Hi Susan! 1. I’m trying and our company is bought in! 2. I will take a look at your suggestion – I will take it seriously but we have to take all of our constituents into consideration. 3. Would love to meet and talk in person vs twitter. 4. Thank you for what you’ve done.

    — dara khosrowshahi (@dkhos) March 30, 2018

    Fowler, whose blog post detailing sexual harassment at the company led to an internal investigation and contributed to the resignation of Kalanick, is now backing a new bill in California that would forbid companies from forcing employees to enter mandatory arbitration agreements in response to sexual harassment and other workplace discrimination complaints.

    TechCrunch has contacted Uber for comment.

  • Disney’s pneumatic ‘Force Jacket’ could be the key to awesome VR theme parks
  • As we navigate further and further into this strange Ready Player One-like future that plenty of tech companies are investing heavily, Disney wants to ensure that people can feel content in the most life-like way possible.

    Disney Research has shown off some research into the world of haptic feedback via a vest with “pneumatically-actuated airbags.”

    The “Force Jacket” is powered by a jacket filled with 26 air packets attached via tubes to a machine that inflates and deflate them with precision at the appropriate time. Teamed with a virtual reality experience, the jacket can deliver experiences that make you feel like a virtual object is pushing up against you. In the case of Disney’s early tests, that could mean feeling like you’re getting hit by a snowball.

    While a lot of people have played around with body suits and vests sporting haptic feedback, there’s no replacement to actually feeling real pressure rather than a weird little jiggle. This definitely seems like a good direction for Disney to be looking in as it explores the role that virtual reality experiences could have in their amusement parks. The company has launched a Star Wars themed experience from The VOID at its Disney resorts and it’s clear that there’s an endless amount of potential from virtual reality combined with physical interactions.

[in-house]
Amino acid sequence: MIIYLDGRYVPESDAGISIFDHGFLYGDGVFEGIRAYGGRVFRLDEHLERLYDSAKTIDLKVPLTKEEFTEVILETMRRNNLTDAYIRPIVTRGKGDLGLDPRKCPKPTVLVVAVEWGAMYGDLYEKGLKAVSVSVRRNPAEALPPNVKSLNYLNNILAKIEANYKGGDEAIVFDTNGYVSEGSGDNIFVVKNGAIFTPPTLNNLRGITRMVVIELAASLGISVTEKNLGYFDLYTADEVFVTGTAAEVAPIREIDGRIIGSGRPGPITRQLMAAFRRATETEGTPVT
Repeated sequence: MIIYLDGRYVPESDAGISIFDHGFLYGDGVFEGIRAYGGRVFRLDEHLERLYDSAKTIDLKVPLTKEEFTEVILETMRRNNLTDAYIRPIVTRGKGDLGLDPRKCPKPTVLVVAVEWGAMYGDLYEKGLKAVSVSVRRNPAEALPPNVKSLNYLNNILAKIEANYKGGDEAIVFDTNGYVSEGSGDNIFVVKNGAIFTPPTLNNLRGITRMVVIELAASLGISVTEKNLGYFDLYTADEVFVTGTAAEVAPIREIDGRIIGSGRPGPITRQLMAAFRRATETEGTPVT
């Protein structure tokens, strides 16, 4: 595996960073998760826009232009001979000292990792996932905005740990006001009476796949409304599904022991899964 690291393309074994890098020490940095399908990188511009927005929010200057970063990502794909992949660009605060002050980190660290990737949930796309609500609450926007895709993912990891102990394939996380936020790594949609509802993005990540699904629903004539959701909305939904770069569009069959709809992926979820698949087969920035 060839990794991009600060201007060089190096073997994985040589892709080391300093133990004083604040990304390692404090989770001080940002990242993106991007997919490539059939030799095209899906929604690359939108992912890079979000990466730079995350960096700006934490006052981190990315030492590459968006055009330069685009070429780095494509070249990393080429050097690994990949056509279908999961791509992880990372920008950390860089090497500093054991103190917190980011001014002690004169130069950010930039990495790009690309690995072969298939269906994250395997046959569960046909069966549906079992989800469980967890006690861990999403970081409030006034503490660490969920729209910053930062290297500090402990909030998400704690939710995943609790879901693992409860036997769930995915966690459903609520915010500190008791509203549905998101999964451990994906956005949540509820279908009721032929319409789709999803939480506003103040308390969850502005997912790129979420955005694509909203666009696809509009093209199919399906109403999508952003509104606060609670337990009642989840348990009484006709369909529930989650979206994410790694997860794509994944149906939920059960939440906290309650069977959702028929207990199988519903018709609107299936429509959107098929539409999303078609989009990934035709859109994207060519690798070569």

Is it something that will eventually be in people’s homes? Only if you subscribe to a particularly dismal view of the future, but! this does seem to have some real applications for location-based VR experiences in the future, though they’ll have to shrink stuff down a bit first.

  • Apple iTunes finally arrives in the Windows Store
  • With Microsoft’s BUILD 2018 conference right around the corner, the company just made good on a promise from last year’s conference; Apple iTunes is finally coming to the Windows Store.

    The music software was originally forecast to arrive by the end of 2017, but it took a bit longer to finally find its Windows home. The iTunes of the Windows Store is just the same old regular iTunes, but now installation updates are handled through the Windows Store updater rather than through Apple . It’s arrival also ensures the software’s compatibility with Windows 10 S mode which only runs apps downloaded from the Windows Store.

    If you somehow don’t have iTunes yet you still desire iTunes on your Windows 10 PC, check it out here.

  • Native Union’s new speaker strikes directly at my weakness for tasteful brass accents